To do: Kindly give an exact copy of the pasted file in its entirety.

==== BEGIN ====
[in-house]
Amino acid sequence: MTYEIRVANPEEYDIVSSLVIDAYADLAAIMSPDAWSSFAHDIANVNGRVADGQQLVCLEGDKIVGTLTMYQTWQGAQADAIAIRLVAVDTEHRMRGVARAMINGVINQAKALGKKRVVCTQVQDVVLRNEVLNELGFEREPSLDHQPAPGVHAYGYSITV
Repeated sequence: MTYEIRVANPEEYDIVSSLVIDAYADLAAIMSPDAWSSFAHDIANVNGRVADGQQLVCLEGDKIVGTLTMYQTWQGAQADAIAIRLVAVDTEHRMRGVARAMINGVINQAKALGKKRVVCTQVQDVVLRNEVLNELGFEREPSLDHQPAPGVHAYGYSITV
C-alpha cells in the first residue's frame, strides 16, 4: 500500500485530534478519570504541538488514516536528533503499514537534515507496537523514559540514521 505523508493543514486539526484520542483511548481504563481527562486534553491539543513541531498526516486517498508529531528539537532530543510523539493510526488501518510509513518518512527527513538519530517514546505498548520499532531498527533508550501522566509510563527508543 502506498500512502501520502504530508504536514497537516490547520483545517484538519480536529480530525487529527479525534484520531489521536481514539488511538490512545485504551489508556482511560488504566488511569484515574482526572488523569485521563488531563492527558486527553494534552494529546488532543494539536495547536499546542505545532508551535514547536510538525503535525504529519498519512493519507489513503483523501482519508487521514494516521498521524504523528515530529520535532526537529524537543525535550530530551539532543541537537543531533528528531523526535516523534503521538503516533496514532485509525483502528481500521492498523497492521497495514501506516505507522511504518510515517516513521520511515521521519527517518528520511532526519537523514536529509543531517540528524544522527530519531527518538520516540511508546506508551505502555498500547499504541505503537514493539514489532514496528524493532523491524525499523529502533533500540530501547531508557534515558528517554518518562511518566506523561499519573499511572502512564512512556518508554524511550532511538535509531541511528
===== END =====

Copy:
[in-house]
Amino acid sequence: MTYEIRVANPEEYDIVSSLVIDAYADLAAIMSPDAWSSFAHDIANVNGRVADGQQLVCLEGDKIVGTLTMYQTWQGAQADAIAIRLVAVDTEHRMRGVARAMINGVINQAKALGKKRVVCTQVQDVVLRNEVLNELGFEREPSLDHQPAPGVHAYGYSITV
Repeated sequence: MTYEIRVANPEEYDIVSSLVIDAYADLAAIMSPDAWSSFAHDIANVNGRVADGQQLVCLEGDKIVGTLTMYQTWQGAQADAIAIRLVAVDTEHRMRGVARAMINGVINQAKALGKKRVVCTQVQDVVLRNEVLNELGFEREPSLDHQPAPGVHAYGYSITV
C-alpha cells in the first residue's frame, strides 16, 4: 500500500485530534478519570504541538488514516536528533503499514537534515507496537523514559540514521 505523508493543514486539526484520542483511548481504563481527562486534553491539543513541531498526516486517498508529531528539537532530543510523539493510526488501518510509513518518512527527513538519530517514546505498548520499532531498527533508550501522566509510563527508543 502506498500512502501520502504530508504536514497537516490547520483545517484538519480536529480530525487529527479525534484520531489521536481514539488511538490512545485504551489508556482511560488504566488511569484515574482526572488523569485521563488531563492527558486527553494534552494529546488532543494539536495547536499546542505545532508551535514547536510538525503535525504529519498519512493519507489513503483523501482519508487521514494516521498521524504523528515530529520535532526537529524537543525535550530530551539532543541537537543531533528528531523526535516523534503521538503516533496514532485509525483502528481500521492498523497492521497495514501506516505507522511504518510515517516513521520511515521521519527517518528520511532526519537523514536529509543531517540528524544522527530519531527518538520516540511508546506508551505502555498500547499504541505503537514493539514489532514496528524493532523491524525499523529502533533500540530501547531508557534515558528517554518518562511518566506523561499519573499511572502512564512512556518508554524511550532511538535509531541511528